• Some businesses that took PPP loans in 2020 but don't apply for forgiveness soon will need to start making payments on the loan plus interest. The PPP loans will automatically convert to a standard loan at 1% interest if a small business does not apply to the SBA for forgiveness within 10 months of the end of the covered period under which they had to spend the money. For some businesses that received a loan when the PPP launched in April 2020, there was an eight-week covered period, which would put the forgiveness application deadline in the middle of July. For most loans operating under the more popular 24-week covered period, that meant a deadline in September 2021.
                              • The window to apply for Small Business Administration (SBA) COVID-19 Economic Injury Disaster Loan (EIDL) loans, Targeted Grants, and Supplemental Targeted Grants closed on December 31, 2021. The SBA had $11.8 billion in funds remaining across all of its programs as of December 24, 2021, according to The Business Journals. The SBA has been making billions of loans a week, which means the money could run out soon. The SBA will continue processing loan applications received before the deadline, including requests for reconsideration, and Targeted EIDL Advance (grant) applications, including requests for reconsideration. Small business owners who are still struggling with pandemic-related problems will have to look strategically for other grants and COVID-19 relief programs. Options may include private small business grants, state and local government grants and relief programs, and traditional SBA loans.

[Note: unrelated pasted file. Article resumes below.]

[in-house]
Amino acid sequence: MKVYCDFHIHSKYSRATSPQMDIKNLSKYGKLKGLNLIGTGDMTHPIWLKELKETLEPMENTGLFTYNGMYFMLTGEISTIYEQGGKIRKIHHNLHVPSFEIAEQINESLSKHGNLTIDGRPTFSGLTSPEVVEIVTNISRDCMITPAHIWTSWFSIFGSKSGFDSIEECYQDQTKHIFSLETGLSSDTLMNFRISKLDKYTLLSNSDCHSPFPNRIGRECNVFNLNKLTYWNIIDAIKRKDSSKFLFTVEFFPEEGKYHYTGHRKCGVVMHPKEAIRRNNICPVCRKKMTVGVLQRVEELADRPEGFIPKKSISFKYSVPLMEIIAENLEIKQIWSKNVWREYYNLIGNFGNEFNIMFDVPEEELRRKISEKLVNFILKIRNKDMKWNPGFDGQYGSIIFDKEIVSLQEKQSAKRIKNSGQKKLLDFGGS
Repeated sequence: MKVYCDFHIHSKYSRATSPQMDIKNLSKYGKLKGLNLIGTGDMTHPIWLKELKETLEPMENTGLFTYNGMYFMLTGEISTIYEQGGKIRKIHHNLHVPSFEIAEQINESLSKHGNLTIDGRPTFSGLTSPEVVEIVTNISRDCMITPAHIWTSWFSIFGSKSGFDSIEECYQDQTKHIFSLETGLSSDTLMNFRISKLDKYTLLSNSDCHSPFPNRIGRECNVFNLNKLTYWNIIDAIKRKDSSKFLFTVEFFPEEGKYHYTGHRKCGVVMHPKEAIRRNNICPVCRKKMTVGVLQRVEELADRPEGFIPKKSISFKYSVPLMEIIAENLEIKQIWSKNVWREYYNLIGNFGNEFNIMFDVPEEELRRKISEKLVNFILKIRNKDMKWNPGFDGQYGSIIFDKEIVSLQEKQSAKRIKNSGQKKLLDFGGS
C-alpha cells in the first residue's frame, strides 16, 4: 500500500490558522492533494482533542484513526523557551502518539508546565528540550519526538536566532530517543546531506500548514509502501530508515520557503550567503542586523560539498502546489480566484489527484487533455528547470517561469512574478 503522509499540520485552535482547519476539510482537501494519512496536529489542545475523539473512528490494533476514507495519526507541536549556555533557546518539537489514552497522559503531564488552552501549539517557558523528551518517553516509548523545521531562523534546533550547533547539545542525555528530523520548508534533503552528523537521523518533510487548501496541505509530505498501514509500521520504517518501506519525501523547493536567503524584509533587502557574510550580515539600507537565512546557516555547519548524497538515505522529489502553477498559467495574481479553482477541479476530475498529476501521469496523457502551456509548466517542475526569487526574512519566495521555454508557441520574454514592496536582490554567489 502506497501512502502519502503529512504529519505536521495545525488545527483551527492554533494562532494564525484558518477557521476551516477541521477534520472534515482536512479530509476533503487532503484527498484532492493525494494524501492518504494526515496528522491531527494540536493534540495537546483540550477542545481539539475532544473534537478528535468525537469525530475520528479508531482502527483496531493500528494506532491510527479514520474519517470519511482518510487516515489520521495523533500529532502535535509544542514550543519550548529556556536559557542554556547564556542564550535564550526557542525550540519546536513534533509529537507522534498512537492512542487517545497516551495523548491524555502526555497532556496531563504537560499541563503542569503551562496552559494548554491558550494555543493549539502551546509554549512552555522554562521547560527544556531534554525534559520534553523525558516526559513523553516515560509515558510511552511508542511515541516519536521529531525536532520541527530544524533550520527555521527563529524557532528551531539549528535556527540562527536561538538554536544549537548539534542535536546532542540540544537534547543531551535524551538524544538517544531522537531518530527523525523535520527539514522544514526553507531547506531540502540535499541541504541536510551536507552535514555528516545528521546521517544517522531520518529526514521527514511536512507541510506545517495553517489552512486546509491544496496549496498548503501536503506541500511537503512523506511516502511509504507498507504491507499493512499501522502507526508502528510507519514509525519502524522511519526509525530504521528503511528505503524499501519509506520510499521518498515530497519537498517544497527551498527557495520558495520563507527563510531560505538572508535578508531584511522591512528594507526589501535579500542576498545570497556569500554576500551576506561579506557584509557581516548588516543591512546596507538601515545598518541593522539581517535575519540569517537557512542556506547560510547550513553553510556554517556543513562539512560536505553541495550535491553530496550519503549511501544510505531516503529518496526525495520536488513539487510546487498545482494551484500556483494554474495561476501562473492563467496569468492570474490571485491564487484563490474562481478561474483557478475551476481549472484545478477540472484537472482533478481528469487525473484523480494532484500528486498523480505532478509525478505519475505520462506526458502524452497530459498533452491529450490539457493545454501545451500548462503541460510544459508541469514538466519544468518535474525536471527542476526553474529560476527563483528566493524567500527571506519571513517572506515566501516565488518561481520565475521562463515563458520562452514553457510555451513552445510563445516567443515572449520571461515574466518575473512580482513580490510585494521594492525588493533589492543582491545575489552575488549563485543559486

• COVID-19 has introduced a fear of traditional healthcare delivery settings, especially among older adults, according to Bob Kramer, founder of aging services consulting firm Nexus Insights. The fear will drive change in healthcare delivery, and senior living settings are emerging as a key player in that change, with a major objective being to keep residents out of the hospital. “If you’re going to tell a resident’s family, in essence, ‘Well if something happens to Mom, we just call the paramedics and she goes to the ER,’ they’re going to go, ‘No, that’s not acceptable to us,’” Kramer said. “And payers are not going to put up with sending somebody that they are holding the managed Medicare plan risk for to the ER every time there’s an issue at 2 in the morning.”
                              • Employment at continuing care retirement communities decreased 5.5% year over year in February and was down 14% from the pre-pandemic month of February 2020, according to the US Bureau of Labor Statistics.